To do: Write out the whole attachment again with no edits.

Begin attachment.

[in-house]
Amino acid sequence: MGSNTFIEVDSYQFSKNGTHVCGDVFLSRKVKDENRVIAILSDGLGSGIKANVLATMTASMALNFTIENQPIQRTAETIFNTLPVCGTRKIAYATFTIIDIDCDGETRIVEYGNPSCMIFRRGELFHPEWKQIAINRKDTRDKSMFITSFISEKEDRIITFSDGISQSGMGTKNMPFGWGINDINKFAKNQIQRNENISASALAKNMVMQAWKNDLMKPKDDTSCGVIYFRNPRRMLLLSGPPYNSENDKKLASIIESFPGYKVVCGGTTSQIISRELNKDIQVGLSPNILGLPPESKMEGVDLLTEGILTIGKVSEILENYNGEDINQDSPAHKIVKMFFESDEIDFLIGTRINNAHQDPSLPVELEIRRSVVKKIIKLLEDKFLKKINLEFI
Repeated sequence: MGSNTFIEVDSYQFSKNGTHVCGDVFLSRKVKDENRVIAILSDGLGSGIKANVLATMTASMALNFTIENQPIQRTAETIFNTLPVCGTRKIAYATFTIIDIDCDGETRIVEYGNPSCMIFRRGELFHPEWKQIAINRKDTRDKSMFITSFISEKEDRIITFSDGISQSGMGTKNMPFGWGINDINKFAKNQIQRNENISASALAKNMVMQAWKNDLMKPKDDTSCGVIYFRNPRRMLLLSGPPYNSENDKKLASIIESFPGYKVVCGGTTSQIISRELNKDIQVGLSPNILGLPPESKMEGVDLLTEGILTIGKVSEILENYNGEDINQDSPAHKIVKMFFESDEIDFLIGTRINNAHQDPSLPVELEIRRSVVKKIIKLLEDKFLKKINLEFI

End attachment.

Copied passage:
[in-house]
Amino acid sequence: MGSNTFIEVDSYQFSKNGTHVCGDVFLSRKVKDENRVIAILSDGLGSGIKANVLATMTASMALNFTIENQPIQRTAETIFNTLPVCGTRKIAYATFTIIDIDCDGETRIVEYGNPSCMIFRRGELFHPEWKQIAINRKDTRDKSMFITSFISEKEDRIITFSDGISQSGMGTKNMPFGWGINDINKFAKNQIQRNENISASALAKNMVMQAWKNDLMKPKDDTSCGVIYFRNPRRMLLLSGPPYNSENDKKLASIIESFPGYKVVCGGTTSQIISRELNKDIQVGLSPNILGLPPESKMEGVDLLTEGILTIGKVSEILENYNGEDINQDSPAHKIVKMFFESDEIDFLIGTRINNAHQDPSLPVELEIRRSVVKKIIKLLEDKFLKKINLEFI
Repeated sequence: MGSNTFIEVDSYQFSKNGTHVCGDVFLSRKVKDENRVIAILSDGLGSGIKANVLATMTASMALNFTIENQPIQRTAETIFNTLPVCGTRKIAYATFTIIDIDCDGETRIVEYGNPSCMIFRRGELFHPEWKQIAINRKDTRDKSMFITSFISEKEDRIITFSDGISQSGMGTKNMPFGWGINDINKFAKNQIQRNENISASALAKNMVMQAWKNDLMKPKDDTSCGVIYFRNPRRMLLLSGPPYNSENDKKLASIIESFPGYKVVCGGTTSQIISRELNKDIQVGLSPNILGLPPESKMEGVDLLTEGILTIGKVSEILENYNGEDINQDSPAHKIVKMFFESDEIDFLIGTRINNAHQDPSLPVELEIRRSVVKKIIKLLEDKFLKKINLEFI